I was recently talking with an author friend (Meg Gardiner) about a book I recently read, a self-published book that screamed for a proper edit. When asked about the primary problem, I said it was “visual prose.”
Too often, writers envision what they are writing, sort of like running a movie in their minds, and then write what they see. This is what I term “vision prose.” Vision prose will kill a good story.
Here’s an example (created just for this blog, not quoting anyone else’s writing): Todd pushed his chair back, got up from the chair, and grabbed his glass from the table. He looked at Nyla with hatred and then turned and walked to the door. Realizing he still had the glass in his hand, he put it on the shelf, took hold of the doorknob, and walked through the door without a backward glance.
I’m not kidding. This is the kind of writing I sometimes have to edit, and, more often, find in published works.
How would I fix it? First, I’d ask the question: what’s the main point of the scene? Answer: Todd leaves in anger or disgust. We don’t care about the glass. If you put the glass in the scene, and show us Todd placing it on the shelf, it had better figure later in the story. Otherwise, leave it out.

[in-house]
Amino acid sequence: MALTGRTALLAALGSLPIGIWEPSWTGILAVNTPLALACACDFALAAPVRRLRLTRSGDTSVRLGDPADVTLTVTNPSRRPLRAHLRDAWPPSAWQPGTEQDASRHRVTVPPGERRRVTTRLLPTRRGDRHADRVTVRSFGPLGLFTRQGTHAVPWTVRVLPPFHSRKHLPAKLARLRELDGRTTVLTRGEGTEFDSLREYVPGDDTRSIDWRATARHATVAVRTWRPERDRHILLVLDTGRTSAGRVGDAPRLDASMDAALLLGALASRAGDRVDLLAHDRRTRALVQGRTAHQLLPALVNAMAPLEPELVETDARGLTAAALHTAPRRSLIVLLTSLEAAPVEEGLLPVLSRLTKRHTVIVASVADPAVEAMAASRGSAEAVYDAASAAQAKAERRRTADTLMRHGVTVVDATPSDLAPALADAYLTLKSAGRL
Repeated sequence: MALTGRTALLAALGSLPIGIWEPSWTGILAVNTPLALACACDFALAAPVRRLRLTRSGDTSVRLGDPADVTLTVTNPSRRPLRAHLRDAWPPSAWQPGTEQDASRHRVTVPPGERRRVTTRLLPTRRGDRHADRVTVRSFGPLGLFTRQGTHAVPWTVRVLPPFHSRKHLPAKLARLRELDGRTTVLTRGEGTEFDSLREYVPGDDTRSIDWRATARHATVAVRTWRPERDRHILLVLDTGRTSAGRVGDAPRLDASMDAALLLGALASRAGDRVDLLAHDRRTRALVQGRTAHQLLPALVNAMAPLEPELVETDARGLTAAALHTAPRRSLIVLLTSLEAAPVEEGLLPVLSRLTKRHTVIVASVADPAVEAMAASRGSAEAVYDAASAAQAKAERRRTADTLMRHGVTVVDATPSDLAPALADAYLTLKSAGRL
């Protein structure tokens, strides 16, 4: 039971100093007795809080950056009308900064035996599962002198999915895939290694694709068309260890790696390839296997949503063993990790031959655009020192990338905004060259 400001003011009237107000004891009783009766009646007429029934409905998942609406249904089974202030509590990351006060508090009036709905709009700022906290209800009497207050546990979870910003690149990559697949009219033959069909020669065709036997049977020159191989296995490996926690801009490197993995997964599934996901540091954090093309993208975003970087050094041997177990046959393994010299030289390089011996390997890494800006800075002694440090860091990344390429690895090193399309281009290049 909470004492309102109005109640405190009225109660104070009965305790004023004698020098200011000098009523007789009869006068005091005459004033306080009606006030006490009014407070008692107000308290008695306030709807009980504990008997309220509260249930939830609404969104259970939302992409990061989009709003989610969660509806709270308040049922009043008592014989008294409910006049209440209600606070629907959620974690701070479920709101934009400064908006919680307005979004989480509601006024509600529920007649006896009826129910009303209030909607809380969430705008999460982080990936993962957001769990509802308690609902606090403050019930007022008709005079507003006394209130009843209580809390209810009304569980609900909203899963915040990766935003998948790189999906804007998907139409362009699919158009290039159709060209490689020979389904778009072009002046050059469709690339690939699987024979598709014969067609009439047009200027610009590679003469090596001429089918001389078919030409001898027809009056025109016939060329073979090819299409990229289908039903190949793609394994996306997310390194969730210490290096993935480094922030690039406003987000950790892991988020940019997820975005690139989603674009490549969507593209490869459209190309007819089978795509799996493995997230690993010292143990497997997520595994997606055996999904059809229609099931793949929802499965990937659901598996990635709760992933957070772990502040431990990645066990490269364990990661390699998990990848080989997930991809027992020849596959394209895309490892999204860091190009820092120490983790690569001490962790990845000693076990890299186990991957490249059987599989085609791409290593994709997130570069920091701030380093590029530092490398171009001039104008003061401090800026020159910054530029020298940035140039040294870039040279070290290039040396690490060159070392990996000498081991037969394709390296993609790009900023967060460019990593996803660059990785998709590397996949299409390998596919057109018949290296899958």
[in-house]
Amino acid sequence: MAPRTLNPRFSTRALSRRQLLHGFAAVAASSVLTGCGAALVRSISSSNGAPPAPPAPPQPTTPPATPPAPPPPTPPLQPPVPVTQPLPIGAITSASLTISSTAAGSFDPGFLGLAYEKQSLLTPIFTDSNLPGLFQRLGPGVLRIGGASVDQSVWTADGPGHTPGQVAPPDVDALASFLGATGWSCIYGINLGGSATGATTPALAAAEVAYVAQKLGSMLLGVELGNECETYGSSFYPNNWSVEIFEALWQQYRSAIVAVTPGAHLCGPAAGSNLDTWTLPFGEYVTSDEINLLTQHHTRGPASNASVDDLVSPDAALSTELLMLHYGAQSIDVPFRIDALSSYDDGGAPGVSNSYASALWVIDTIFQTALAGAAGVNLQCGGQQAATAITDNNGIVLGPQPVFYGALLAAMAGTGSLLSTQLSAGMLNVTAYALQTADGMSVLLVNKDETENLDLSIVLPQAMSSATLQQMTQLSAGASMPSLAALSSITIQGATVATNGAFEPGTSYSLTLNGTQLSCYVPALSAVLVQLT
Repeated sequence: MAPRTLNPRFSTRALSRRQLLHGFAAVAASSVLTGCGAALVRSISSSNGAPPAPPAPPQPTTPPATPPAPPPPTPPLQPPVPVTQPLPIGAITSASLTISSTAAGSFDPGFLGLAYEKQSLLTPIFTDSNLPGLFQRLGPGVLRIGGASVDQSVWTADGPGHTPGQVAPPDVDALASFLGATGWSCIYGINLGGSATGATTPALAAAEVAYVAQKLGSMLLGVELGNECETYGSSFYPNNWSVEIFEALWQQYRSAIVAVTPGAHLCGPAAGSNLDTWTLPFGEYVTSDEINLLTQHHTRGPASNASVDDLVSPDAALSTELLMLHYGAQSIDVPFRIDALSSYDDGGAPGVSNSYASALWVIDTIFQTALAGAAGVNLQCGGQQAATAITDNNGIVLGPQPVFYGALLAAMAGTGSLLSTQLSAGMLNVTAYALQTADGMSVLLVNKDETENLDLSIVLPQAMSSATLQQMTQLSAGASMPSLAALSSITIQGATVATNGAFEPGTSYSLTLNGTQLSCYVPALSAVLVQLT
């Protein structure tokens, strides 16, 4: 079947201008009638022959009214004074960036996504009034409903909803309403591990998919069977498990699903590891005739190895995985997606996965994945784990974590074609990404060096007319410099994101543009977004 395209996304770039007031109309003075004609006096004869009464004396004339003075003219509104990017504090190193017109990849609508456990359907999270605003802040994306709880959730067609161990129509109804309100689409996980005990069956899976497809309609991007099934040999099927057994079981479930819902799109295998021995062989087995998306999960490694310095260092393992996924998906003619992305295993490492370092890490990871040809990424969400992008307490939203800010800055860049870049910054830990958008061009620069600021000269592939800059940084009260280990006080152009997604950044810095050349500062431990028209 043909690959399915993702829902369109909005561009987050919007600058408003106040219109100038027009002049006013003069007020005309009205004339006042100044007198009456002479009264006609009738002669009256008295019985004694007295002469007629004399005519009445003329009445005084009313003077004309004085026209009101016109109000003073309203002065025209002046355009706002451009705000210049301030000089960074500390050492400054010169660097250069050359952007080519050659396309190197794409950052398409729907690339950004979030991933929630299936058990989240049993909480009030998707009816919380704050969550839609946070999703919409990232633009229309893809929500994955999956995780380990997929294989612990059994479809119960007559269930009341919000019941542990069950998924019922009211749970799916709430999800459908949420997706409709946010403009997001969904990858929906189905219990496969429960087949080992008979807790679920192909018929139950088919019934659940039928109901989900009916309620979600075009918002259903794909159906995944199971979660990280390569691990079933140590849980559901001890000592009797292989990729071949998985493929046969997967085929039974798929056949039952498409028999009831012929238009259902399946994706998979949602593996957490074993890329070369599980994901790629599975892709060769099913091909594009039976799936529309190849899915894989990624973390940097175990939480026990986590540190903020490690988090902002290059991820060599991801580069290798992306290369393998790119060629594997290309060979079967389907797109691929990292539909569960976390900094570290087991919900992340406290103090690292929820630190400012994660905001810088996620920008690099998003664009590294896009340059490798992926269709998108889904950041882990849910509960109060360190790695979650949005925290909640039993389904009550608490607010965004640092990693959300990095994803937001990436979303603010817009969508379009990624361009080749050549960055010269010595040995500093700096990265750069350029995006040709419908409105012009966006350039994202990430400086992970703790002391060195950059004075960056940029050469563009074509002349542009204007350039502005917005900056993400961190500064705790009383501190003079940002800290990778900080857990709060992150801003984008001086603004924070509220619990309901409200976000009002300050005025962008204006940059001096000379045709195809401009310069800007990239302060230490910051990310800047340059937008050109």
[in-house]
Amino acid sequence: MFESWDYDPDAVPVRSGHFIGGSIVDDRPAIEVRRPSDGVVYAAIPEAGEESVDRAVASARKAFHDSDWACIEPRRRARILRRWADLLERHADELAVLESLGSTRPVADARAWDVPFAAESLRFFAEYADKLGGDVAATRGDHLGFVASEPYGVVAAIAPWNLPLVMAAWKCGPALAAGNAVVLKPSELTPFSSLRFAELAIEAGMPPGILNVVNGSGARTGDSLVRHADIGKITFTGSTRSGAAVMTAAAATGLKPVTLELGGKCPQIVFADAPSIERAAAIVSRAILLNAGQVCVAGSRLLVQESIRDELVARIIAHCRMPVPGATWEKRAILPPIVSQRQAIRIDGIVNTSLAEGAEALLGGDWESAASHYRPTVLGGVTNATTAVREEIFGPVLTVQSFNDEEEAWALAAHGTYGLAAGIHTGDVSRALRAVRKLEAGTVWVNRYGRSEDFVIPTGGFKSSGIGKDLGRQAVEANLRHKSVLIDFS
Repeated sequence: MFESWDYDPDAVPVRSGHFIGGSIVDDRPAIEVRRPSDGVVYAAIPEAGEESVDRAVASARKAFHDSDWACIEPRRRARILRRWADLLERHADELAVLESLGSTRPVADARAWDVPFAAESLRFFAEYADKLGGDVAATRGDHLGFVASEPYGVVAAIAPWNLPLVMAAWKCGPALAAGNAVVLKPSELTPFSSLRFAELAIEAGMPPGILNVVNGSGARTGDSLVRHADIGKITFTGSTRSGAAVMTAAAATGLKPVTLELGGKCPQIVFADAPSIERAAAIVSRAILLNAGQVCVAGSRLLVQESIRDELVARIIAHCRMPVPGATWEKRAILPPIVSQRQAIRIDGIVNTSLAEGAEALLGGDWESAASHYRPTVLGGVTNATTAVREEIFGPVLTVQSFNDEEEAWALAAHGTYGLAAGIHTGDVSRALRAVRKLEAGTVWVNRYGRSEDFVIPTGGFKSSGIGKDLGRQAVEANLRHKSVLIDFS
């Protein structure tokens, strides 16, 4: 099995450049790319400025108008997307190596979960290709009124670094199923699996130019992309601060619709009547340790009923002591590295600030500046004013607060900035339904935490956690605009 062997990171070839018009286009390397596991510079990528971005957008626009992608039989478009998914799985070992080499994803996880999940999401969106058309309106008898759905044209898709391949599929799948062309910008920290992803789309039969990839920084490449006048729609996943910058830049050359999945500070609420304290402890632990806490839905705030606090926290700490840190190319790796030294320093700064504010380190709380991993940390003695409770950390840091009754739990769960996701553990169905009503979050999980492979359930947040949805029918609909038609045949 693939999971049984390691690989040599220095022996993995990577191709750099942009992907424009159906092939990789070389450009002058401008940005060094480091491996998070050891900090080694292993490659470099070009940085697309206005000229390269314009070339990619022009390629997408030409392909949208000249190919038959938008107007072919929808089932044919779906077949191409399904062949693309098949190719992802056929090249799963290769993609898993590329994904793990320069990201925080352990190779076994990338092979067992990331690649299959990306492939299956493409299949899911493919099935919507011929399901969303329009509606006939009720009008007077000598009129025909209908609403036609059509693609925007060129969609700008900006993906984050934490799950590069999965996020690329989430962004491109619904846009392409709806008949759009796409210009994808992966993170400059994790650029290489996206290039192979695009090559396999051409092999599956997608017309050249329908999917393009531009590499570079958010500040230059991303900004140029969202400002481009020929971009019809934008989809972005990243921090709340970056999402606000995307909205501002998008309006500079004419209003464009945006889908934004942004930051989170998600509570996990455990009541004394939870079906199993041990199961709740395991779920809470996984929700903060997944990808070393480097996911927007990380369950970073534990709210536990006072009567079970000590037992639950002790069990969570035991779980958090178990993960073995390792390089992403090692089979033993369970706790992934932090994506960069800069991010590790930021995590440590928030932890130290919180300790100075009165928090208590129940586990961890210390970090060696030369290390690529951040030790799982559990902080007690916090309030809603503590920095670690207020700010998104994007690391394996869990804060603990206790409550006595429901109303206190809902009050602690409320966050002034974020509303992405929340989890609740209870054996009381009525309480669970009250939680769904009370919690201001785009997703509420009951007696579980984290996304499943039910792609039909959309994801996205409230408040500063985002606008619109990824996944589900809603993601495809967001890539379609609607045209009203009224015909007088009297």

We also don’t need to see him push his chair back before rising from the table, unless he does it slowly, with great deliberation, his anger building with each backward inch. If there isn’t some specific meaning to his pushing back the chair, don’t write it.
…. and there’s so much more, but I’ll leave it alone after I ask: How did he manage to walk through the door? Is he only protoplasm?
My suggested edit: Todd scraped his chair backwards, glaring at Nyla, and left without a backward glance.
Okay, so I could probably improve even that, but you get the gist. We don’t need a blow-by-blow description of each of his actions. Give us the meat and leave the fixin’s out.
Next: Describing a Character: Why and How?